"We are swimmers and we have some rules. One of the rules is you don't take drugs."
American sprinter Gary Hall, who finished third behind van den Hoogenband in the 100 freestyle final, said: "You just can't accuse anybody whose swimming fast of being drugs."
An IOC spokesman has defended the drug testing programme.
Miffed by the US coach's charge, the IOC is scheduled to speak to him this morning. "We want to know why he said what he said," the spokesman said.
Additional reporting by the Rediff Team: In the Games city, drugs in the pool is very much the buzzword. And perhaps not so strangely, the target for much of the buzz is 'Flying Dutchman' Pieter Van Den Hoogenband, who upstaged home-brewed hero Ian Thorpe in the latter's pet event, the 200m freestyle.
'Hoogenbanned', read some banners flashed occasionally at the poolside before being quickly hidden -- almost as if the spectators want to make their point, but are ashamed of being seen as sore losers.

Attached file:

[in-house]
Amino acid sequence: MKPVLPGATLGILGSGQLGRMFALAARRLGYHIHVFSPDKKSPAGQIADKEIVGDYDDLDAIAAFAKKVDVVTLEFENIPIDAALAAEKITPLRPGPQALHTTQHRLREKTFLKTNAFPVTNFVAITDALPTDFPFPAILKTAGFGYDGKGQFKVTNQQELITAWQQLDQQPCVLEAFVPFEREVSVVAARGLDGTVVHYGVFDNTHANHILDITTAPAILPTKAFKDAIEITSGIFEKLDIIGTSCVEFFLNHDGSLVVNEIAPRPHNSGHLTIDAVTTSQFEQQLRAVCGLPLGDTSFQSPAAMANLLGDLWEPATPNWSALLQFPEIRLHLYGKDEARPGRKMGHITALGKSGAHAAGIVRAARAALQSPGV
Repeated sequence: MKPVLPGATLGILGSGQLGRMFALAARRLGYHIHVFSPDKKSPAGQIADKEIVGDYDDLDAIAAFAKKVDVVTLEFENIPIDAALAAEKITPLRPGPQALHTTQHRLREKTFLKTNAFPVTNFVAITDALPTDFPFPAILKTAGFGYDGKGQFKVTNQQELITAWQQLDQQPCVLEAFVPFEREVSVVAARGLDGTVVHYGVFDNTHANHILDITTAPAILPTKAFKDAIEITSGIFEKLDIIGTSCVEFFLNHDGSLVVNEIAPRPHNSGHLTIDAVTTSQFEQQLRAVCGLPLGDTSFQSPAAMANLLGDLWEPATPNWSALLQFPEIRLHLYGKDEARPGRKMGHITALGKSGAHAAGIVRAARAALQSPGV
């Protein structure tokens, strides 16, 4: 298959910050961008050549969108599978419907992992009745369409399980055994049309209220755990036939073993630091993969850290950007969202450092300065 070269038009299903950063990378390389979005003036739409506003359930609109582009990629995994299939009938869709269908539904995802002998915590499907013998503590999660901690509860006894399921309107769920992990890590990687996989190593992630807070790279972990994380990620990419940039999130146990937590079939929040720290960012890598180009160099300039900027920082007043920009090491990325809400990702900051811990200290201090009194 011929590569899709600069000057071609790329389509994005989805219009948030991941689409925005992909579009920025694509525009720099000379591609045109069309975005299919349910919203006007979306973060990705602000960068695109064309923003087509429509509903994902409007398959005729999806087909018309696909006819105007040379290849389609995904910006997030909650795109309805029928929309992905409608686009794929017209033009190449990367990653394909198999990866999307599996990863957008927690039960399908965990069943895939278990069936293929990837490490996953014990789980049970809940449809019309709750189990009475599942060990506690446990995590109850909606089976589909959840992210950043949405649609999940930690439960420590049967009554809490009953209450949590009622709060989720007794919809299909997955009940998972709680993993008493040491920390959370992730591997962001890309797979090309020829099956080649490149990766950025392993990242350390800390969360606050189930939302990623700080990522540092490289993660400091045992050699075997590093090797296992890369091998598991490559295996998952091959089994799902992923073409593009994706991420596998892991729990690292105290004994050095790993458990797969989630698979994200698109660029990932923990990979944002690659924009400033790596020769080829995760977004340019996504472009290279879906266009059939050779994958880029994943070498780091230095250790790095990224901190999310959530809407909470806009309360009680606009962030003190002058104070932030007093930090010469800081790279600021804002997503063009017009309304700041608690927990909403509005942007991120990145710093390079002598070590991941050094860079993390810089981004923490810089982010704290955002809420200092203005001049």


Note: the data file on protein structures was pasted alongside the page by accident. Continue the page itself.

And coaches merely nod wisely when the subject comes up, flash enigmatic smiles, and refuse to say a word, pro or con. Nice ploy -- you can't take a person, in or outside of libel courts, for smiling.
The buzz began only after Hoogenband smashed the 100m freestyle world record set up by Australia's own Michael Klim, while leading off for the hosts in the relay. And much of the 'informed opinion' centres on the Dutchman's sudden surge into the spotlight, with runaway wins in both the 100 and 200 metre sprint events.
'Where was Hoogenband all this while? To surge like this, he has to be doing something' is the tenor of the 'informed opinion'.